Bureaucracy, Nepotism and Corruption; Its Effect on SMEs in Ghana
On today’s edition of #TEFAdvocacy, we will be shedding light on the challenges faced by Ghanaian entrepreneurs.
According to Mensah et al Entrepreneurs have complained about the lack of support for SMEs due to politicization of government-sponsored business loans and corrupt officials in charge of government-sponsored organizations. Focus group interviews with entrepreneurs who have participated in the NBSSI and MASLOC loan schemes over the years cited excessive government officials’ control and politicisation of funding, victimisation of entrepreneurs, and corruption as the main reasons why many SMEs have gone bankrupt, especially those that are not supporters of a ruling government.
Ghanaian Entrepreneurs have complained of delay in payments for public sector contracts. Pulse.com.gh reported that “Some angry members of the Ghana Chamber of Construction Industry (GCCI) are demanding payment of their outstanding arrears from the government. The aggrieved Contractors on Wednesday, July 10, 2019, stormed the premises of the Ministry of Roads and Highways and Transport, and descended heavily on the government for not paying them for contract works executed since 2016”.
Ghanaian entrepreneurs have complained of the bureaucratic nature of licensing new businesses. According to Nyarku and Oduro,1% increase in bureaucratic bottlenecks leads to 28.76% decrease in SMEs growth, which shows that there is a significant negative relationship between bureaucracy and SMEs growth.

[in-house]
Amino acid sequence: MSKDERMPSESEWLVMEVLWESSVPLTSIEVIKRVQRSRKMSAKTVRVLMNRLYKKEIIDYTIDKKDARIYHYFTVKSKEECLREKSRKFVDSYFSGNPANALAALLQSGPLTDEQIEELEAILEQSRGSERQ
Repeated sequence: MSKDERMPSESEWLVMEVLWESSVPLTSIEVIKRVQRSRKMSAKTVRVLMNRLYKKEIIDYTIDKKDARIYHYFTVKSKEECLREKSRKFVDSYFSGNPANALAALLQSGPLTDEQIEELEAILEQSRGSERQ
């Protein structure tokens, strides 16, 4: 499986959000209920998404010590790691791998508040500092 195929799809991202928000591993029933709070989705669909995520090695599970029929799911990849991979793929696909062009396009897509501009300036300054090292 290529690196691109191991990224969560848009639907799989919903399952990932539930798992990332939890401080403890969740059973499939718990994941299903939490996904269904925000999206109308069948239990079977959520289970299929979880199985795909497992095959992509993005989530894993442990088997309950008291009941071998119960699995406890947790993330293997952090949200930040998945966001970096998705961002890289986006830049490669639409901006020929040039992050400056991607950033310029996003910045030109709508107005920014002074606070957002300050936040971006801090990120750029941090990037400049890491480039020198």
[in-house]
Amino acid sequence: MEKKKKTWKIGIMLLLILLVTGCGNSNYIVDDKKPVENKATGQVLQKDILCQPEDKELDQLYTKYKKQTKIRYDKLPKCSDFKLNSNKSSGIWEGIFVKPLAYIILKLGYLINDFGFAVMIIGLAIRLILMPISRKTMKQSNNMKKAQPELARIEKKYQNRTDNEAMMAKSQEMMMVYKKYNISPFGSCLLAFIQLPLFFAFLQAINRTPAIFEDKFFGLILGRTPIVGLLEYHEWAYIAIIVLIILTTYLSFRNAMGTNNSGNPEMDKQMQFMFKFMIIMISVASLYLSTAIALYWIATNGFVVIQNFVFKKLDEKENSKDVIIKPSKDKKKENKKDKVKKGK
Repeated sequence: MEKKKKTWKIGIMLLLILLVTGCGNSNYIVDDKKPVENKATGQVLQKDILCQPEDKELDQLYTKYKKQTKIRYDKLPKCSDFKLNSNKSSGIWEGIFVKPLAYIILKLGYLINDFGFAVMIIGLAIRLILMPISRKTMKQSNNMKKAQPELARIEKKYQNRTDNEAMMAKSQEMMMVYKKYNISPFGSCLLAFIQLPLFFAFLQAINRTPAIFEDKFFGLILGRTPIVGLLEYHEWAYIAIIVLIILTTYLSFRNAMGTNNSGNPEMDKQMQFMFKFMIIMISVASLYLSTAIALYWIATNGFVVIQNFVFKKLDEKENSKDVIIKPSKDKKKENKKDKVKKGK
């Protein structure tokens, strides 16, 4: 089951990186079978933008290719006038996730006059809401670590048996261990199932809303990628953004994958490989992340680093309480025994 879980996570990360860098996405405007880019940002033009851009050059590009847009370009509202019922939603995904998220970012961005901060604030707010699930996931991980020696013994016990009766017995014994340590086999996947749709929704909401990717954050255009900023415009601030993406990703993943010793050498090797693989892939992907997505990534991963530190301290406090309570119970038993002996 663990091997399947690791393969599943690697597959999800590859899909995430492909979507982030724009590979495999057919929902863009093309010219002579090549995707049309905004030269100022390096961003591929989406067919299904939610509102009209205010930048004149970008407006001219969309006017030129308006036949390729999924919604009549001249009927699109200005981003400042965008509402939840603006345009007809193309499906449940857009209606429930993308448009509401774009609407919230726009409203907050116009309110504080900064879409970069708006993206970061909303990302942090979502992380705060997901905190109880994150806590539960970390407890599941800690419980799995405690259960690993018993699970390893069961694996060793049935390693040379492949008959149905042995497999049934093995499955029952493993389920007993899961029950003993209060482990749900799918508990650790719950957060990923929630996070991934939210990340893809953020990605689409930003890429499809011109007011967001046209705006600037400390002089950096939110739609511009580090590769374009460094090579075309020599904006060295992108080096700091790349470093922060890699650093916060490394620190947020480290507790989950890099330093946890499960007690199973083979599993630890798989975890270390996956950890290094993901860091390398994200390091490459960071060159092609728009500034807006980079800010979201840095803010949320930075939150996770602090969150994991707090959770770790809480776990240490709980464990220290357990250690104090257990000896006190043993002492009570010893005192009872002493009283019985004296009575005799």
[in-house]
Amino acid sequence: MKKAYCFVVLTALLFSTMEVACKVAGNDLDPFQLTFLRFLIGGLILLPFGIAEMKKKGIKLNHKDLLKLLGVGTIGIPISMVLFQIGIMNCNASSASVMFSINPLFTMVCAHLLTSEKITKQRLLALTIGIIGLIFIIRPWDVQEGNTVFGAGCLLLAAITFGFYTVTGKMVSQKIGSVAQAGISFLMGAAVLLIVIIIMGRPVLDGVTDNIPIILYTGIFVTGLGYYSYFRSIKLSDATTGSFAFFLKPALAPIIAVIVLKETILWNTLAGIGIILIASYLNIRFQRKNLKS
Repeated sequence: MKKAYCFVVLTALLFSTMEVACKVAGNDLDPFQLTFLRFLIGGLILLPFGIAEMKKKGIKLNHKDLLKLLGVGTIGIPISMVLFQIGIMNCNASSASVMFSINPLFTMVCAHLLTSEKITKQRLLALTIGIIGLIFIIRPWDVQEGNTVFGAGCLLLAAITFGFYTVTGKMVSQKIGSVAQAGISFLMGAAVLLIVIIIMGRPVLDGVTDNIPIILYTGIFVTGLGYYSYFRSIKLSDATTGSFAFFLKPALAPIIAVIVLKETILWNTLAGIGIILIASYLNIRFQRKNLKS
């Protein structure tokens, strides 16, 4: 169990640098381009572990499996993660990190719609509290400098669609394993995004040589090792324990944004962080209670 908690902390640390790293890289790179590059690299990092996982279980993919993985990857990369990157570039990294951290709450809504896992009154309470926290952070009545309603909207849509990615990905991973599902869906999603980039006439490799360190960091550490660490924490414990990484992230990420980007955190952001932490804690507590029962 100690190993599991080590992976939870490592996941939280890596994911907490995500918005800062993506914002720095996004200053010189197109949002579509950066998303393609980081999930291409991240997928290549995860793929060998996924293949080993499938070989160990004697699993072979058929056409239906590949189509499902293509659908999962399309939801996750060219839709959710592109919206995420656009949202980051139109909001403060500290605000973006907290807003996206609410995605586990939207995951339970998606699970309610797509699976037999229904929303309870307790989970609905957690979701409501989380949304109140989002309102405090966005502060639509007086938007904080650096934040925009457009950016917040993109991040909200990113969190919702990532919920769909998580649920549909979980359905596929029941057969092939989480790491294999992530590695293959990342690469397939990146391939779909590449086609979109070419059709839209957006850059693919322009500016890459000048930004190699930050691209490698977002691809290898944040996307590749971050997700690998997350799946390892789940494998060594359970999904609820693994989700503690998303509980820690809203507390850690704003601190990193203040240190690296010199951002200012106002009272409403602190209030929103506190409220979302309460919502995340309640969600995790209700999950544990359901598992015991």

We propose that there be new policies set on the basis for which government sponsored loans will be administered as well as active follow-up to make sure that these policies are being implemented.
We propose that the government ensure transparency in all activities, holding public officials accountable for maladministration and setting up independent judiciary to handle corruption cases therefore limiting the power of public officials to award contracts.
We propose that the Ghanaian government only award contracts for projects for which funding is already available. There should be a stipulated short timeframe for which all payments for contracts awarded are made.
We propose that the government can reduce bureaucracy in part by making it possible for SMEs to perform most of their activities online, activities like business registration, tax payment, property registration and goods clearance. The government should also come up with a policy stipulating a short timeframe for which business registration must take place to prevent any corrupt official from dragging the process.
~ Author: Opeyemi Ayodeji